Kris Kormany, Chief Executive Officer and founder of TECHWAY Cyber Security Services, talks about protecting businesses before, during and after a cyber attack.
You’ve been working in the cyber security field for more than seven years: what’s the biggest misconception about cybercrime?
There are two big misconceptions, both of which have to do with human misjudgement. The first misconception among employees and leaders in organizations is that they don’t think that they will be affected. But in fact, it’s not a question of whether a company is hacked, but when it is hacked.
The second misconception relates to the assessment of cyber security technology in use. Systems like firewalls have been around for decades and provide good protection. However, those responsible in the company often underestimate the human factor in cyber risk.
What is the human factor in cyber security?
For example, a hack of an online store leaks your personal data. Months to years pass before you learn of this theft, during which time you are a perfect target for hackers. In such a scenario, even the best firewall can’t protect you, and risks will be created for the employer.
What measures can protect against a hacker attack?
Audits and benchmarks according to standards such as CIS or NIST can help protect you against attacks, as they allow companies to identify and address their own vulnerabilities. Technical measures are also necessary, but can’t cover everything. Companies need to train employees in particular with targeted workshops and awareness measures and not bore them with countless phishing campaigns.
Can you still protect yourself after a hacking attack has happened?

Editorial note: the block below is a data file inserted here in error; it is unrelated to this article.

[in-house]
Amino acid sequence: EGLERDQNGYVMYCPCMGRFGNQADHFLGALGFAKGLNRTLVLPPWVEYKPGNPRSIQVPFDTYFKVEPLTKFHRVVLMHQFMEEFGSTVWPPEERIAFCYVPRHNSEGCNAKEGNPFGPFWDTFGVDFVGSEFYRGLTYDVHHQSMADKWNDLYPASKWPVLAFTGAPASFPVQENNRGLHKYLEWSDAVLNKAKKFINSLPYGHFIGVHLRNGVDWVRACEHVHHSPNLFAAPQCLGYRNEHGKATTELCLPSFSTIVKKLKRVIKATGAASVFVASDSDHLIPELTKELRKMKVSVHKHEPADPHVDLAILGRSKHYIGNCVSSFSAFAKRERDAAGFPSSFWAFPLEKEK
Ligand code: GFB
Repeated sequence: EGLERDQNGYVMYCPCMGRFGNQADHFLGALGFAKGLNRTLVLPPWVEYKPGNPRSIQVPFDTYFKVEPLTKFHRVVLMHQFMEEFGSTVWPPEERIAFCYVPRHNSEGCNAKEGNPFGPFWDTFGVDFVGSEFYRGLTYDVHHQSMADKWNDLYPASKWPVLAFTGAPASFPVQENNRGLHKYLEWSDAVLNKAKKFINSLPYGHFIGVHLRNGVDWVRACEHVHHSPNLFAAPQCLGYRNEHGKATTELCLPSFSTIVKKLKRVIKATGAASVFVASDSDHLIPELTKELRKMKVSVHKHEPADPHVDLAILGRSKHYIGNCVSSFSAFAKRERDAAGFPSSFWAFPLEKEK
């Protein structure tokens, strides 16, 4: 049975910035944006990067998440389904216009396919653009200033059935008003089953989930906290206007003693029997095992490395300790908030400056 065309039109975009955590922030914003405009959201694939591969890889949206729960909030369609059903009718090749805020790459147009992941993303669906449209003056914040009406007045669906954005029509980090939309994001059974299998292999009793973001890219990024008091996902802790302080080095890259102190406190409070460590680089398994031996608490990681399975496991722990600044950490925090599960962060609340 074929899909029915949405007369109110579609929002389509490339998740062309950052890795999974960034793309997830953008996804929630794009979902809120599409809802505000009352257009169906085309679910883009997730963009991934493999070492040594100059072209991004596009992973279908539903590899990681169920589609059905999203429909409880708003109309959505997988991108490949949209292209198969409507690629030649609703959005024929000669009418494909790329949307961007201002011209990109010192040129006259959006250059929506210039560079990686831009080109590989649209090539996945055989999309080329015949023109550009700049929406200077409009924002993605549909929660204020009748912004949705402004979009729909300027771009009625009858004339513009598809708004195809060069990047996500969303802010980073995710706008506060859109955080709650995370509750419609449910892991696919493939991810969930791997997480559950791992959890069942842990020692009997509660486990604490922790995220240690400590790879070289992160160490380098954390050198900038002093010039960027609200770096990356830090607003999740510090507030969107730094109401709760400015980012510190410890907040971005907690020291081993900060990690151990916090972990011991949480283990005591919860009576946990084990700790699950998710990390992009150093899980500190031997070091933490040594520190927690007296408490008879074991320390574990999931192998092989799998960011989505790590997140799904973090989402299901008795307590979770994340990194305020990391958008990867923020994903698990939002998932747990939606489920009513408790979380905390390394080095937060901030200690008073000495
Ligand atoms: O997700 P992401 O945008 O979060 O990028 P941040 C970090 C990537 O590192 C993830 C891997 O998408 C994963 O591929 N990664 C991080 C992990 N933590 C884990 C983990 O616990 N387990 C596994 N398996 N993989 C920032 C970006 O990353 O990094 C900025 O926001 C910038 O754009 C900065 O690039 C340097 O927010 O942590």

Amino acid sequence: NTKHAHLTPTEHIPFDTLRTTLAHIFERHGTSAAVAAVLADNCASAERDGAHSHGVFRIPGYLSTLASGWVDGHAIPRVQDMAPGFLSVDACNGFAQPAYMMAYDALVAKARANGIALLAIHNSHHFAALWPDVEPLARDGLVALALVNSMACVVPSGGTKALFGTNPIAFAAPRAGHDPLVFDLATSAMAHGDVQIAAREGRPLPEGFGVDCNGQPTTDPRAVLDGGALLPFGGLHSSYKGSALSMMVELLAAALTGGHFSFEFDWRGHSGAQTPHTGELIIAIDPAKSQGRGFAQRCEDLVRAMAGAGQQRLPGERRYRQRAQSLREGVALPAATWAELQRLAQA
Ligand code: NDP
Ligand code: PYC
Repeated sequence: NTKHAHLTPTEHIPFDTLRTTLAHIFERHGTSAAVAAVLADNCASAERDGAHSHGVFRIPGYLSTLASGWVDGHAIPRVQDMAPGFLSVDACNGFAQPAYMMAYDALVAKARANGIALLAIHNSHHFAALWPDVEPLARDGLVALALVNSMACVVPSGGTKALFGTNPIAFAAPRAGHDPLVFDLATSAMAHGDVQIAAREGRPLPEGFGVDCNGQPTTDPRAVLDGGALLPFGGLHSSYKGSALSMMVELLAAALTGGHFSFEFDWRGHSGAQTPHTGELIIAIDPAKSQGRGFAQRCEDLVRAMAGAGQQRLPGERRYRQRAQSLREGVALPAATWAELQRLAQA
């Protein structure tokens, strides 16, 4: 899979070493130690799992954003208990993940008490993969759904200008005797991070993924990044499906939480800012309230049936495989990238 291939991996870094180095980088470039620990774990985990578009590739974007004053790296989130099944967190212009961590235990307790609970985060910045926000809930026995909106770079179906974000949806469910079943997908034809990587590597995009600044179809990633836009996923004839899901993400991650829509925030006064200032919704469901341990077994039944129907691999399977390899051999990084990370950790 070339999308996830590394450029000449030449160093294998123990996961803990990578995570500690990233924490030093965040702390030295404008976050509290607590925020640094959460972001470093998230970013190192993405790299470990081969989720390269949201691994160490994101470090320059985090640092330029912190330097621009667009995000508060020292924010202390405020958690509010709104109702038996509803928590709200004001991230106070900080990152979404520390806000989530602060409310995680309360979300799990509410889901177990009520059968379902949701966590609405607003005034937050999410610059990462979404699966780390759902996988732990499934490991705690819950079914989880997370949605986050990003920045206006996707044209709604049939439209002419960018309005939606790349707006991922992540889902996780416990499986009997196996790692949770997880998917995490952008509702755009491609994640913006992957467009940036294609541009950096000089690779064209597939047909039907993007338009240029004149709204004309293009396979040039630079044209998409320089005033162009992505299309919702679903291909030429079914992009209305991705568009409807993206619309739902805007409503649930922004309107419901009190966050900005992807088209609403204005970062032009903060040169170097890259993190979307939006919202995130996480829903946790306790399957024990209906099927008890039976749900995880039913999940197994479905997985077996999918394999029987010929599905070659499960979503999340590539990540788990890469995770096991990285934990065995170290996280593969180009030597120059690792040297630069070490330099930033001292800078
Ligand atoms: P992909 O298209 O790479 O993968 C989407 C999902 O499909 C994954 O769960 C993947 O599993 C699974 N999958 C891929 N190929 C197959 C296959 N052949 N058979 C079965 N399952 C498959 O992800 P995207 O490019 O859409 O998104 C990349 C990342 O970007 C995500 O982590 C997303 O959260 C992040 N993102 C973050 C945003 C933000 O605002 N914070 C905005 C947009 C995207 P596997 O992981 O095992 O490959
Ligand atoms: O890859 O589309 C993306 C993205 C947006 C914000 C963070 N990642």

Today, alarming solutions only inform once the actual data such as email address, phone number, passwords or credit card details are already in circulation. In the case of targeted hacker attacks, the darknet may become aware of planned or completed crimes much earlier. Our eIDENTITY solution alerts at this stage and our customers can change passwords and have credit cards blocked before the data is misused.
What will it take to strengthen cyber security in the increasingly digital future?
People need to understand what happens to their data during and after a hacking attack and how to respond. It’s best to render stolen data unusable before it is misused by hackers. This message needs to get through to the people. Thanks to our close collaboration with C-Matrix, as experts in the field of cyber security, we can distribute this message to individuals and companies through various communication channels.
C-Matrix supports cyber security related communications such as awareness campaigns and workshops.
Lina Lanz has worked on communications campaigns impacting Swiss society and business. These include the Covid vaccination campaign for Zurich Health Department and cybersecurity communications for the Swiss Armed Forces. She provides strategic communications advice to local and international clients across Financial Services, Healthcare and ICT.